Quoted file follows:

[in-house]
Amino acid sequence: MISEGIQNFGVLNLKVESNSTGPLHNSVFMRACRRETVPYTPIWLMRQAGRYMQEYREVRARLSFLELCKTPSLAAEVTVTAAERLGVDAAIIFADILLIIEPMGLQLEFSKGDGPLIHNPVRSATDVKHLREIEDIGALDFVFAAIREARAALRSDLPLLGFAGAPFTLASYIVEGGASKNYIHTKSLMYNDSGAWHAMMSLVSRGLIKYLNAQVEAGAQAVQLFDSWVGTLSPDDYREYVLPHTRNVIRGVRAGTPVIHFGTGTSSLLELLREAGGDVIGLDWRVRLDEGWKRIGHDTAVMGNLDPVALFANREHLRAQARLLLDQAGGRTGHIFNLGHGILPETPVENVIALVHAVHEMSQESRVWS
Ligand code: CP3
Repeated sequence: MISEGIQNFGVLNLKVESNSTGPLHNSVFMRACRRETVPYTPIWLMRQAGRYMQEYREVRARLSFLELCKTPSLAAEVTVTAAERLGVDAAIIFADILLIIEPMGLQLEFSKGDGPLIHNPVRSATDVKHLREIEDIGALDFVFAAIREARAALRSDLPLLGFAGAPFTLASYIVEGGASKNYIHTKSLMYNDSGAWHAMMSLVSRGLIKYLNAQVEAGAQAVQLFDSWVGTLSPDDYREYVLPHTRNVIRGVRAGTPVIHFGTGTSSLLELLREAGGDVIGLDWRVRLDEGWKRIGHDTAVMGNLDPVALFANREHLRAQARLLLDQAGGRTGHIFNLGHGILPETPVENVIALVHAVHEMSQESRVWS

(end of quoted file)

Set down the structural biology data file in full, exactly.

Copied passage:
[in-house]
Amino acid sequence: MISEGIQNFGVLNLKVESNSTGPLHNSVFMRACRRETVPYTPIWLMRQAGRYMQEYREVRARLSFLELCKTPSLAAEVTVTAAERLGVDAAIIFADILLIIEPMGLQLEFSKGDGPLIHNPVRSATDVKHLREIEDIGALDFVFAAIREARAALRSDLPLLGFAGAPFTLASYIVEGGASKNYIHTKSLMYNDSGAWHAMMSLVSRGLIKYLNAQVEAGAQAVQLFDSWVGTLSPDDYREYVLPHTRNVIRGVRAGTPVIHFGTGTSSLLELLREAGGDVIGLDWRVRLDEGWKRIGHDTAVMGNLDPVALFANREHLRAQARLLLDQAGGRTGHIFNLGHGILPETPVENVIALVHAVHEMSQESRVWS
Ligand code: CP3
Repeated sequence: MISEGIQNFGVLNLKVESNSTGPLHNSVFMRACRRETVPYTPIWLMRQAGRYMQEYREVRARLSFLELCKTPSLAAEVTVTAAERLGVDAAIIFADILLIIEPMGLQLEFSKGDGPLIHNPVRSATDVKHLREIEDIGALDFVFAAIREARAALRSDLPLLGFAGAPFTLASYIVEGGASKNYIHTKSLMYNDSGAWHAMMSLVSRGLIKYLNAQVEAGAQAVQLFDSWVGTLSPDDYREYVLPHTRNVIRGVRAGTPVIHFGTGTSSLLELLREAGGDVIGLDWRVRLDEGWKRIGHDTAVMGNLDPVALFANREHLRAQARLLLDQAGGRTGHIFNLGHGILPETPVENVIALVHAVHEMSQESRVWS